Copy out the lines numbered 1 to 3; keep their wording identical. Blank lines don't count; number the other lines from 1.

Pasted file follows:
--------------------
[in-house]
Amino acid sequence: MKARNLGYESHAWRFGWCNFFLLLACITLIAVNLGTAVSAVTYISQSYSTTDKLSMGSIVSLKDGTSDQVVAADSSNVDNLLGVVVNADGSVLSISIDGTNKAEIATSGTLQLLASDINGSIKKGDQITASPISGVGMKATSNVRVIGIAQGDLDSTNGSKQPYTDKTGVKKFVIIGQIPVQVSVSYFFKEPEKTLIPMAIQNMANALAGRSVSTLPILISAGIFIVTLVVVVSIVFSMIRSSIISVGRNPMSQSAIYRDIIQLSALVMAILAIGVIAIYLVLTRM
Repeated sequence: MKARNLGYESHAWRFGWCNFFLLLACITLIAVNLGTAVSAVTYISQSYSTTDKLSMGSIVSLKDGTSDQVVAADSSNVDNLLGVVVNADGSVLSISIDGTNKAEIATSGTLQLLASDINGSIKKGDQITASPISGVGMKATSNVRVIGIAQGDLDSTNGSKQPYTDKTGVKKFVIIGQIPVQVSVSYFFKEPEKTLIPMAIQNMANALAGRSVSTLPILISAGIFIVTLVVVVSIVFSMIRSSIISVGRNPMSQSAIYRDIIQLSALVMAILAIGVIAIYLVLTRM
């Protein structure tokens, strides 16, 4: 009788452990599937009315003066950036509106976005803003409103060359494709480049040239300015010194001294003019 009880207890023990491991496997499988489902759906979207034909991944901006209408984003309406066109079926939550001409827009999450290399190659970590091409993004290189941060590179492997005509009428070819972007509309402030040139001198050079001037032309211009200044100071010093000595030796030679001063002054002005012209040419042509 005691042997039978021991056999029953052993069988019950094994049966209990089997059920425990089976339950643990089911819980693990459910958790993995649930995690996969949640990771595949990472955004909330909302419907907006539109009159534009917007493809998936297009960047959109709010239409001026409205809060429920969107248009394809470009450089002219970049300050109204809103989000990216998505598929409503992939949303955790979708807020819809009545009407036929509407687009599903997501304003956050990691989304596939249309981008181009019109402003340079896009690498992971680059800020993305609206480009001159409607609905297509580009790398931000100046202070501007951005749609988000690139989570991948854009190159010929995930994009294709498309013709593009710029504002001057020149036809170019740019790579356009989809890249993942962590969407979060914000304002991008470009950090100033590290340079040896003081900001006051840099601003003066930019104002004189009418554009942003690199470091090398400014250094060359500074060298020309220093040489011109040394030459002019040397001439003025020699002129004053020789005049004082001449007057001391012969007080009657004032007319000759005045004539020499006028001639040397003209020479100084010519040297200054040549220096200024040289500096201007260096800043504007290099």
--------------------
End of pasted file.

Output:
[in-house]
Amino acid sequence: MKARNLGYESHAWRFGWCNFFLLLACITLIAVNLGTAVSAVTYISQSYSTTDKLSMGSIVSLKDGTSDQVVAADSSNVDNLLGVVVNADGSVLSISIDGTNKAEIATSGTLQLLASDINGSIKKGDQITASPISGVGMKATSNVRVIGIAQGDLDSTNGSKQPYTDKTGVKKFVIIGQIPVQVSVSYFFKEPEKTLIPMAIQNMANALAGRSVSTLPILISAGIFIVTLVVVVSIVFSMIRSSIISVGRNPMSQSAIYRDIIQLSALVMAILAIGVIAIYLVLTRM
Repeated sequence: MKARNLGYESHAWRFGWCNFFLLLACITLIAVNLGTAVSAVTYISQSYSTTDKLSMGSIVSLKDGTSDQVVAADSSNVDNLLGVVVNADGSVLSISIDGTNKAEIATSGTLQLLASDINGSIKKGDQITASPISGVGMKATSNVRVIGIAQGDLDSTNGSKQPYTDKTGVKKFVIIGQIPVQVSVSYFFKEPEKTLIPMAIQNMANALAGRSVSTLPILISAGIFIVTLVVVVSIVFSMIRSSIISVGRNPMSQSAIYRDIIQLSALVMAILAIGVIAIYLVLTRM